There’s an interesting juxtaposition of material in today’s Nation. Unfortunately, none of it is online so you’ll just have to take my word for it, unless you live in Kenya that is. On the one hand there’s an advertising feature announcing the launch of fortified fats and oils. The four-page spread says that “a team representing government, the standards setting body, testing agencies and the private sector brought Vitamin A-fortified oil to the supermarket shelves in only 130 days.” It includes statements by the Ministers of Health and of Trade & Industry, the Director of Medical Services, the Director of the Bureau of Standards, the Director of the Kenya Medical Research Institute and the Africa Regional Director of the Micronutrient Initiative. The mid-term review of the effort is on the Micronutrient Initiative website here.
Interestingly, the Ministry of Agriculture seems not to have been involved, but in a different part of the paper there’s an article about the widespread and rapid adoption of new, vitamin A-rich sweet potato varieties by communities in western Kenya as part of a project funded by Farm-Africa under the Community Mobilisation Against Desertification (CMAD) programme, in which that ministry did take part. A women’s group in Homa Bay has set up a bakery that uses sweet potato flower mixed with wheat to make bread, cakes and other products for local schools and hospitals.
So, two contrasting ways of trying to achieve the same thing: and end to hidden hunger. I wonder which approach will end up proving better value for money? Do we need both?
A surprisingly detailed – for this kind of thing – article in the News-Journal describes efforts to preserve the breed of cattle known as the Texas Longhorn. This apparently developed from cattle introduced from Spain to what is now Mexico around 1500. It was the mainstay of the Texan cattle industry until railroads replaced the traditional cattle drive (much seen in John Wayne movies) at the end of the 19th century. Their long horns meant you could fit fewer of them into the cattle-trucks. It has since been much altered by cross-breeding, and, predictably, this loss of “purity” has upset some people, while no doubt leaving others to mutter “So what?”, probably under their breath. Anyway, there’s a registry, and a DNA database is underway. Lots more interesting detail in the article.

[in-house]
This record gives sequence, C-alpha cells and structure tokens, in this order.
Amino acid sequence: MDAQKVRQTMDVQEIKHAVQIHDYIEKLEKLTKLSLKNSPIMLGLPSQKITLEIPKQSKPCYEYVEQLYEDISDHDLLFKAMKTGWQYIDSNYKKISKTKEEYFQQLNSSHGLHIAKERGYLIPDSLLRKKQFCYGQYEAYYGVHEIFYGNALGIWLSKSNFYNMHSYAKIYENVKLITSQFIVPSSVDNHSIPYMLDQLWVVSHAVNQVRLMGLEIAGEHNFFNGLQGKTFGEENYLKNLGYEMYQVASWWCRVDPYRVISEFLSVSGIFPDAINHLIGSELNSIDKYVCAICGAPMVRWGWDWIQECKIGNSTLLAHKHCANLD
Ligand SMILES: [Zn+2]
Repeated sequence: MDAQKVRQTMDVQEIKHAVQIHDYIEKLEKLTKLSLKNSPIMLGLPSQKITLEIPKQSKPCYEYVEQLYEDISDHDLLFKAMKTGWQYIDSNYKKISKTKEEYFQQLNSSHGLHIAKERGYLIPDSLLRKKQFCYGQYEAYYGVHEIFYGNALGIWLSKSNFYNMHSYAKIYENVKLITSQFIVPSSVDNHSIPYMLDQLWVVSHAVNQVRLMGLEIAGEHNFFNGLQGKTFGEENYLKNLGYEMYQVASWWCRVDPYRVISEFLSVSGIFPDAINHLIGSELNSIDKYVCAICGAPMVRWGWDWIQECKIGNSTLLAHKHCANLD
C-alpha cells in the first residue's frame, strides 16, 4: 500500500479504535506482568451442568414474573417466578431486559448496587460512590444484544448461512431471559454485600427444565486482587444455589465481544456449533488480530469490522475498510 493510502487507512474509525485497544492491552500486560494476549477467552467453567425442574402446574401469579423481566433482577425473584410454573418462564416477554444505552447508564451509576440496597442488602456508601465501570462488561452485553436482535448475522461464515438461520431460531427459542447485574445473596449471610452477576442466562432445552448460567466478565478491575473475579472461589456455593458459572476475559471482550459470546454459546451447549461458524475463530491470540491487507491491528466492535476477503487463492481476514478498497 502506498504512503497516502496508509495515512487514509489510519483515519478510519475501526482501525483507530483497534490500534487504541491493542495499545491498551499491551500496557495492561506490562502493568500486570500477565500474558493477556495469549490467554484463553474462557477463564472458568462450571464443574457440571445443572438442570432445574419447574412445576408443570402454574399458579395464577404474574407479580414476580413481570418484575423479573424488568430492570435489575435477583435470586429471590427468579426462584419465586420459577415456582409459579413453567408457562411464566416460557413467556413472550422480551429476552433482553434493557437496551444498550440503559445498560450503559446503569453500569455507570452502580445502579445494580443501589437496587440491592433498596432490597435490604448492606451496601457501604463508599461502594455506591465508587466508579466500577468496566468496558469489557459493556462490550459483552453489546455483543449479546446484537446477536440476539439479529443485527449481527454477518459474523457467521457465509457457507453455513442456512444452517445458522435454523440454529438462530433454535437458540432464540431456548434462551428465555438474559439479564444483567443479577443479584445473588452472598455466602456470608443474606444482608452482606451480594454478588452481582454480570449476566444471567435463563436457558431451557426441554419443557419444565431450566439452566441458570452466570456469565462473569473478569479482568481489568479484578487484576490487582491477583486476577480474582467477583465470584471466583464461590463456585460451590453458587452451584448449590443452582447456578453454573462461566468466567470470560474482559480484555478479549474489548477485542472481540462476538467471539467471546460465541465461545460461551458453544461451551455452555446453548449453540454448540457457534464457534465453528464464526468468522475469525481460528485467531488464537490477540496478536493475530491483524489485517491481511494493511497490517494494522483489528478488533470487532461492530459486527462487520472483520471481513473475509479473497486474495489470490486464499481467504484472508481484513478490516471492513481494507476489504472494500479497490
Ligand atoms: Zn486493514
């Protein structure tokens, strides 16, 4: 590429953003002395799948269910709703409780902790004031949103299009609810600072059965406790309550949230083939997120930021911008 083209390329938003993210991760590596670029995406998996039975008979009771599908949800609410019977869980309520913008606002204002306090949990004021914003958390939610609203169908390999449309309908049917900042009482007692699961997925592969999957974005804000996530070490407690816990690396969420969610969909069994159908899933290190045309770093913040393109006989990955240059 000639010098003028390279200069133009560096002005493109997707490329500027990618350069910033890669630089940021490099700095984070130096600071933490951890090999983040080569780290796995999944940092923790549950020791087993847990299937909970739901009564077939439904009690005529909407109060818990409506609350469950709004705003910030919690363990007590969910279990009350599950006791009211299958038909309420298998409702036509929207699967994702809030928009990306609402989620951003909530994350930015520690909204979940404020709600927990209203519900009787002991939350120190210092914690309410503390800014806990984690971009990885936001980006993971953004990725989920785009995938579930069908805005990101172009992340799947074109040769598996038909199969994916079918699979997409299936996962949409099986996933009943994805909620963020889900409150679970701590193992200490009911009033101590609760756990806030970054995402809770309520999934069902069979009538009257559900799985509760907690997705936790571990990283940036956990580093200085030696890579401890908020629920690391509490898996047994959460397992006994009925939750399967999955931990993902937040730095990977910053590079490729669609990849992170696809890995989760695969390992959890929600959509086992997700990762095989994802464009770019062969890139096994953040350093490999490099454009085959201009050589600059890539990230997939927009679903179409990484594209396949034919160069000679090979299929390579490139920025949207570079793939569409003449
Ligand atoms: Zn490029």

You may remember an earlier – somewhat facetious – post on a possible threat to tea diversity in China. Now, from CropBiotech Update, there’s a summary of a far from facetious review paper on tea breeding in that country. Turns out that the China National Germplasm Tea Repositories can count on some 3000 tea germplasm accessions, and that over 200 improved varieties have been released. Some quite advanced biotechnological approaches are being used to speed up breeding. One of the things the researchers are looking at is developing cultivars with low or no caffeine, using RNAi. Personally, I think caffeine-free tea and coffee, like alcohol-free beer, are a bit like a one-legged man at a butt-kicking contest: useless. But the technology is cool.
SciDev.net reports on a paper in Theoretical and Applied Genetics that identifies the world’s most genetically diverse barley varieties. SciDev.net and other press reports focus on the high diversity of the barleys, found growing in farmers’ fields around the captial city of Asmara in Eritrea, as a source of potentially valuable material for improving tropical varieties worldwide. They point out, too, that the populations are threatened by urban development and that Eritrea has no genebank in which to protect them. But does Eritrea really need its own genebank, or have they more pressing priorities? A researcher from ICARDA, which has a perfectly serviceable genebank, was on the team. The International Treaty on Plant Genetic Resources for Food and Agriculture guarantees free access to the material if stored there. Eritrea was one of the first signatories of the Treaty. What’s the problem?
More interesting, perhaps, is a part of the paper that the reports I read neglected to mention. The molecular analysis indicates that the Horn of Africa may be where barley was first domesticated. That honour usually goes to the Fertile Crescent, with the Horn a “secondary centre of diversity”. But Eritrean and Ethiopian barley may actually have been domesticated independently.
There was a slightly odd article at Seed Magazine a little while back on Thailand’s efforts to conserve almost extinct varieties of rice in its genebank. Odd because while the story is familiar enough in this kind of piece, the details are slightly confused (or confusing). But no matter, that’s probably only of concern to a pedant like me. The rest of you won’t worry about statements like “farmers across Asia once grew more than 100 varieties of rice, but now that number is down to only 20 or 30 of the most productive types”. Instead, you’ll be thrilled to know that the Thai national collection houses nearly 24,000 varieties, 17,000 of which “are in danger of dying out because they are no longer grown by Thai farmers”. That’s great because SINGER, a window on the world of genebank accessions, lists only 5982 samples from Thailand. Maybe one of those is “the fragrant Pin Kaew variety that was named the best rice in the world at a competition in 1966 but which has since disappeared, having lost out to more productive varieties”.
flickr photo by Stef Noble used under a Creative Commons license. Purple Sticky Rice is rare, but not that rare.